A new 3D x-ray technology, developed through a collaboration between Carolina scientists in the Department of Physics and Astronomy and the Adams School of Dentistry, will identify dental issues earlier with more detail and less radiation.
Carolina professors Otto Zhou and Jianping Lu have spent 20 years refining an x-ray source technology that uses carbon nanotubes to make x-ray machines smaller, faster, safer and sharper. And that perseverance has paid off.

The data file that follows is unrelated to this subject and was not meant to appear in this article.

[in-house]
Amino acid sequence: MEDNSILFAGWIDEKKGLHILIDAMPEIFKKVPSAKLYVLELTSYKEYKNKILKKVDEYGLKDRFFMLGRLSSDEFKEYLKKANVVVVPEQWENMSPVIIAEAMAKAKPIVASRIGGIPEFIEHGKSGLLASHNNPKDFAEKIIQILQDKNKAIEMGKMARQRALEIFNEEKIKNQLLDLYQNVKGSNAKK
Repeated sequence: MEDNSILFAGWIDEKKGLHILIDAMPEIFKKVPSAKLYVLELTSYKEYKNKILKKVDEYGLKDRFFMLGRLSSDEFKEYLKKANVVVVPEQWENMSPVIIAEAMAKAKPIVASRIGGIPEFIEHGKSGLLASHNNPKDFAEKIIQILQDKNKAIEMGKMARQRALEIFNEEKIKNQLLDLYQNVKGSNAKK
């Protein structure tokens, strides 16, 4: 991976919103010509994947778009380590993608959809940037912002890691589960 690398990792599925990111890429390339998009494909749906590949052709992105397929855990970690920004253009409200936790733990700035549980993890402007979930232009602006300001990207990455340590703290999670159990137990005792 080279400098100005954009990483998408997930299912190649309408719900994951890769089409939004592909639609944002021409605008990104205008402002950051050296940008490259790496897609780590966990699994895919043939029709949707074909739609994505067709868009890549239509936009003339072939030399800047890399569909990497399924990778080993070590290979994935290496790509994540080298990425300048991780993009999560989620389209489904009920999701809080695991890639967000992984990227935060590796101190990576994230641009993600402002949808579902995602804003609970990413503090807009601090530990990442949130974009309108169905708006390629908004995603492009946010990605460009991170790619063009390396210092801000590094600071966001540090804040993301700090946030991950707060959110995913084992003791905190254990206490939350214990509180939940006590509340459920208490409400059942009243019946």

The U.S. Food and Drug Administration (FDA) has now approved a 3D x-ray device called PORTRAY enabled by Shou and Lu’s novel x-ray technology.
“This 3D technology offers a better way to identify dental disease earlier,” said Zhou, David R. Godschalk Distinguished Professor of Physics and Astronomy. “For the patient, this means you can start treatment earlier, improving the quality of dental care.”